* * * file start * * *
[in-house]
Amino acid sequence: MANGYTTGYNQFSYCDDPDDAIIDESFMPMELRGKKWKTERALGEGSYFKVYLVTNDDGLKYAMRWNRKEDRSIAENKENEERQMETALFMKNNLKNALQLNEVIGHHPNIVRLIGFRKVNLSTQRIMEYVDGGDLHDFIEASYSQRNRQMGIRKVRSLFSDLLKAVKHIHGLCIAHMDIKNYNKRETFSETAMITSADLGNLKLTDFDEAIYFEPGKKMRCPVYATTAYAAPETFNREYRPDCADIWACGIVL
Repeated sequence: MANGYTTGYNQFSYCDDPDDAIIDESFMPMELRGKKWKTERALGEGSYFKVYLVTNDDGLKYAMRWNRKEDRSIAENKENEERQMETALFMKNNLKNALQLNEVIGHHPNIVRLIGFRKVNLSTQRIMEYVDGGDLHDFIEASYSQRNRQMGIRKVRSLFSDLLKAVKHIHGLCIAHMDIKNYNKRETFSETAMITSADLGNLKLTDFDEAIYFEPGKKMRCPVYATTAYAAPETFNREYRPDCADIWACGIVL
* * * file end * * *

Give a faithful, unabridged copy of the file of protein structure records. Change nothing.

[in-house]
Amino acid sequence: MANGYTTGYNQFSYCDDPDDAIIDESFMPMELRGKKWKTERALGEGSYFKVYLVTNDDGLKYAMRWNRKEDRSIAENKENEERQMETALFMKNNLKNALQLNEVIGHHPNIVRLIGFRKVNLSTQRIMEYVDGGDLHDFIEASYSQRNRQMGIRKVRSLFSDLLKAVKHIHGLCIAHMDIKNYNKRETFSETAMITSADLGNLKLTDFDEAIYFEPGKKMRCPVYATTAYAAPETFNREYRPDCADIWACGIVL
Repeated sequence: MANGYTTGYNQFSYCDDPDDAIIDESFMPMELRGKKWKTERALGEGSYFKVYLVTNDDGLKYAMRWNRKEDRSIAENKENEERQMETALFMKNNLKNALQLNEVIGHHPNIVRLIGFRKVNLSTQRIMEYVDGGDLHDFIEASYSQRNRQMGIRKVRSLFSDLLKAVKHIHGLCIAHMDIKNYNKRETFSETAMITSADLGNLKLTDFDEAIYFEPGKKMRCPVYATTAYAAPETFNREYRPDCADIWACGIVL